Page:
Tennessee’s attorney general vows to investigate customer complaints after “historically unprecedented demand” when Ticketmaster crashed during a Taylor Swift presale.

Nashville, Tenn. – Tennessee’s attorney general said his office plans to investigate customer complaints about Ticketmaster after the website crashed to the tune of millions of Taylor Swift fans — many of whom ended up without tickets. Done.

Fans who pre-registered and received a special presale code for Swift’s upcoming Eras tour had exclusive access to purchase tickets before the general public. But when the Ticketmaster queues opened at 10am local time on Tuesday, it was found that the website was not ready for it and the fans took down the website. Many customers faced errors and glitches that led them to fall out of line to buy tickets, wait in long queues for hours and pay exorbitant prices.

“He and his consumer protection team will use every tool to ensure that any violation of consumer protection laws is not violated,” said a news release from Tennessee Attorney General Jonathan Scermati’s office. has not been done.”

Ticketmaster has not been accused of any actual wrongdoing.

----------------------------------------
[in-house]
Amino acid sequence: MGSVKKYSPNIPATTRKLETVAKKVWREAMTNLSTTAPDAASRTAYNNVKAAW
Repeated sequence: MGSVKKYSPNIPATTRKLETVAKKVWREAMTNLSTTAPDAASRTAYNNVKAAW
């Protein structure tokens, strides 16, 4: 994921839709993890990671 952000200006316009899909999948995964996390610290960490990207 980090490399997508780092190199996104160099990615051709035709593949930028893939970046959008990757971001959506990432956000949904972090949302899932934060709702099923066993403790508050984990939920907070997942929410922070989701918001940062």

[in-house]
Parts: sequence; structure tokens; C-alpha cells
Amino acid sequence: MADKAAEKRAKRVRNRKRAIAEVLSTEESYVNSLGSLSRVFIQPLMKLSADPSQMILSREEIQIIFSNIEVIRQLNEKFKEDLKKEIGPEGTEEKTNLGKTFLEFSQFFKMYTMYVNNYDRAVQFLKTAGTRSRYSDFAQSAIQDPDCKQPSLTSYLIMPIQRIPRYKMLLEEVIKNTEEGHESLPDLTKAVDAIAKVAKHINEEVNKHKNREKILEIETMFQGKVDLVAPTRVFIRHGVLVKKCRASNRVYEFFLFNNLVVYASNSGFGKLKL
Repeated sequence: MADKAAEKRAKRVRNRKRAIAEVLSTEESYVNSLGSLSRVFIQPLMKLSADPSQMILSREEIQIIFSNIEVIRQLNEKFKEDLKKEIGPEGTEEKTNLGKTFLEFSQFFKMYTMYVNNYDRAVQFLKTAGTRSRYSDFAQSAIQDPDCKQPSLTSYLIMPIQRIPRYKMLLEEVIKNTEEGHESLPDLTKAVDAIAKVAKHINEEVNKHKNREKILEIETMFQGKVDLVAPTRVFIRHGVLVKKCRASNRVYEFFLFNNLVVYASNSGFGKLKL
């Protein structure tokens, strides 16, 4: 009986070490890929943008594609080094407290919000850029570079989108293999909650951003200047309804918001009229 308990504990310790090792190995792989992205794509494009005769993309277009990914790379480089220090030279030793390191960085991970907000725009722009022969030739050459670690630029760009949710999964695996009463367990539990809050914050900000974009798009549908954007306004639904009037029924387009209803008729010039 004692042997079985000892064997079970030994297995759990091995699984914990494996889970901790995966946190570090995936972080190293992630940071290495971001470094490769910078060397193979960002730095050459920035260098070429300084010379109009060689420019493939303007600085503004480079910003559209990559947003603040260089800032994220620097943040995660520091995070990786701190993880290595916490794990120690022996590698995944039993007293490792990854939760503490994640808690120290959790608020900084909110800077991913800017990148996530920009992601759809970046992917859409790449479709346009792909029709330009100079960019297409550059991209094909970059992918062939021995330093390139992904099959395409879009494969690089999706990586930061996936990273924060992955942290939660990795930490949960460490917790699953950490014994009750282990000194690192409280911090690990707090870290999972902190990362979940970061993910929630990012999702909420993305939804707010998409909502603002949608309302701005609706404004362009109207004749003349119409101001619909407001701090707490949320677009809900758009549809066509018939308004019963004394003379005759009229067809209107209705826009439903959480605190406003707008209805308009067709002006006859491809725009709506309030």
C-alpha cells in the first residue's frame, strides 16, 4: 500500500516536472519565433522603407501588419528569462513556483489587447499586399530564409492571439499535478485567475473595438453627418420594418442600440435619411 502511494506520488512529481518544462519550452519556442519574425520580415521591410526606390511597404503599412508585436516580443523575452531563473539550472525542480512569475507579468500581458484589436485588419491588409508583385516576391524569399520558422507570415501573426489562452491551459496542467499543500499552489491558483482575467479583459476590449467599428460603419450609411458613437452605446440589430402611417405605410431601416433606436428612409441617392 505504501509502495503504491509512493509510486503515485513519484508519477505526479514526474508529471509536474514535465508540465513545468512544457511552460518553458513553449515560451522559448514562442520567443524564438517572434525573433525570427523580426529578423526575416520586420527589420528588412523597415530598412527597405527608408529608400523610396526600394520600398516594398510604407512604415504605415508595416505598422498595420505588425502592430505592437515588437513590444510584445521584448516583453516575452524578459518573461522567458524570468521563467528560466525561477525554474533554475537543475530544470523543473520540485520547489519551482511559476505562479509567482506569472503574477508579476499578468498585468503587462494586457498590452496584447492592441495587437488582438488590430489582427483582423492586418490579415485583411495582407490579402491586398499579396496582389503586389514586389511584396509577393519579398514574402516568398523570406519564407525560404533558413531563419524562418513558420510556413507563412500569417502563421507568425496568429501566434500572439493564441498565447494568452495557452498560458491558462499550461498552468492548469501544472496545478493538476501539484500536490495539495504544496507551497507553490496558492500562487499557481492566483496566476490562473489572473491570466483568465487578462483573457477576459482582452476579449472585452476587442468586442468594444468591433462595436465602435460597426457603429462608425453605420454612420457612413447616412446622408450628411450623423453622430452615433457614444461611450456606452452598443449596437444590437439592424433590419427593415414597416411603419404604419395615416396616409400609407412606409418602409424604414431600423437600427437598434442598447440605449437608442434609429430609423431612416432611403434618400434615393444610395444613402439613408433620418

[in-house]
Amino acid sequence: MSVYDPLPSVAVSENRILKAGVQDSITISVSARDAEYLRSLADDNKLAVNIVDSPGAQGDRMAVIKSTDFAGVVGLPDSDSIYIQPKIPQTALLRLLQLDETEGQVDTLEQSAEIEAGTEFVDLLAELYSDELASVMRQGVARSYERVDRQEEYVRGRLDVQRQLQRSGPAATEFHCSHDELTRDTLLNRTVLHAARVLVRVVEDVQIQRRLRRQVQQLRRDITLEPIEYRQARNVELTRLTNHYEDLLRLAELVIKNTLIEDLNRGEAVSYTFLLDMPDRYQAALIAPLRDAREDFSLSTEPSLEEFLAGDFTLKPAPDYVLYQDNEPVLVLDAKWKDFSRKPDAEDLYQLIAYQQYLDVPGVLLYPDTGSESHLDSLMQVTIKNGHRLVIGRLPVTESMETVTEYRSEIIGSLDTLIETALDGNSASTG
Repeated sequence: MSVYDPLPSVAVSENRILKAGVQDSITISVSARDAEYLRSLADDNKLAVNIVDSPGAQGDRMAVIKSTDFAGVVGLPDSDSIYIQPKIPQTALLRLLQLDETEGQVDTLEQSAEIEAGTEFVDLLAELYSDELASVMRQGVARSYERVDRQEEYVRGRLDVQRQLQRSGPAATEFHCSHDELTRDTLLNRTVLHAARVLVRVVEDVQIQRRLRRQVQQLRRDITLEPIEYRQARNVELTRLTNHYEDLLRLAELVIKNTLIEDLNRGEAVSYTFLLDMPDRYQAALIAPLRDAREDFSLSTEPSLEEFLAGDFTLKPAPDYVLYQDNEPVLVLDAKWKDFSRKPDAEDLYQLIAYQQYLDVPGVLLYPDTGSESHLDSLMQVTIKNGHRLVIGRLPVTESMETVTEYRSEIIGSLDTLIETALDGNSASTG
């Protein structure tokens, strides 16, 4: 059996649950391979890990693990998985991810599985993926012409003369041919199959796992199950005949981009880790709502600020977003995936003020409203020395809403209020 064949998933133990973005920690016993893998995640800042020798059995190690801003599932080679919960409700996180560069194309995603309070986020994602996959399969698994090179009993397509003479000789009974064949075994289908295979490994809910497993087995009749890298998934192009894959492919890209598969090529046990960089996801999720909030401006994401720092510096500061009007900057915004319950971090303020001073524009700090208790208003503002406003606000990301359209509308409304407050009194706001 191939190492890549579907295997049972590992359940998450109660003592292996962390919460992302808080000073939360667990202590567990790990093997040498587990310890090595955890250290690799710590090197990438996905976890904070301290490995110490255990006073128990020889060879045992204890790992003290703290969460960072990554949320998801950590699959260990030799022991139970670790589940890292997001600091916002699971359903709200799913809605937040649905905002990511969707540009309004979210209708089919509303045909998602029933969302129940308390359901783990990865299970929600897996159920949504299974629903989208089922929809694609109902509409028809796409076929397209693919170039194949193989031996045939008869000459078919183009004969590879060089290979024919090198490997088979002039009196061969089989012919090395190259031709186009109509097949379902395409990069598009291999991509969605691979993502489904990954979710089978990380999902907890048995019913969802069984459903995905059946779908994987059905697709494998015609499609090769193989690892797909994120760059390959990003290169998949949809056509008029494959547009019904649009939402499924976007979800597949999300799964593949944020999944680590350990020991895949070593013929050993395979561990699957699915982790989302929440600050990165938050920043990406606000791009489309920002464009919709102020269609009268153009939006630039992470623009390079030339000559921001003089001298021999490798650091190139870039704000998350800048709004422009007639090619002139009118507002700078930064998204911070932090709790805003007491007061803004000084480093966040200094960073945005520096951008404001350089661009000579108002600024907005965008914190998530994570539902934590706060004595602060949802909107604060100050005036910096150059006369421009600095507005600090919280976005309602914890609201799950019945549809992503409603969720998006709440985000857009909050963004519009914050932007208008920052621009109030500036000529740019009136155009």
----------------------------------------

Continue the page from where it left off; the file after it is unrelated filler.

On Tuesday, Ticketmaster explained to fans that there had been “historically unprecedented demand” for the tour, with millions trying to buy presale tickets.

RELATED: Ticketmaster ‘Working Immediately To Fix’ Taylor Swift Presale

Some fans said they waited in Ticketmaster queues for hours only to be kicked out by the Ticketmaster website, losing their seats and missing out on tickets. Ticketmaster was forced to delay sales of the West Coast shows until Tuesday afternoon, and a separate presale for Capital One cardholders until Wednesday.

Tickets sold out quickly. Despite Ticketmaster’s “verified program,” which aims to keep tickets away from resellers, it didn’t take long for many to land on resale sites at exorbitant prices.

Complaints about chaos also caught the attention of lawmakers.

“Daily reminder that Ticketmaster is a monopoly, its merger with LiveNation should never have been approved, and they need to govern. Break them up,” New York Rep. Alexandria Ocasio-Cortez tweeted. .

Live Nation, a concert promoter, merged with Ticketmaster in 2010. Consumer advocates have complained that the merger created some monopoly in the music events industry.

Sen. Richard Blumenthal of Connecticut pointed to Ticketmaster’s long history of controversial behavior and added, “Long story short, your anti-competitive behavior is not a love story for Taylor Swift concertgoers.”

The 52-date Era Tour kicks off on March 17 in Glendale, Arizona and concludes with five shows in Los Angeles on August 9. This is Swift’s first tour since 2018. General sale tickets go on sale Friday at 10am venue time. November 18.

The Associated Press contributed to this report.

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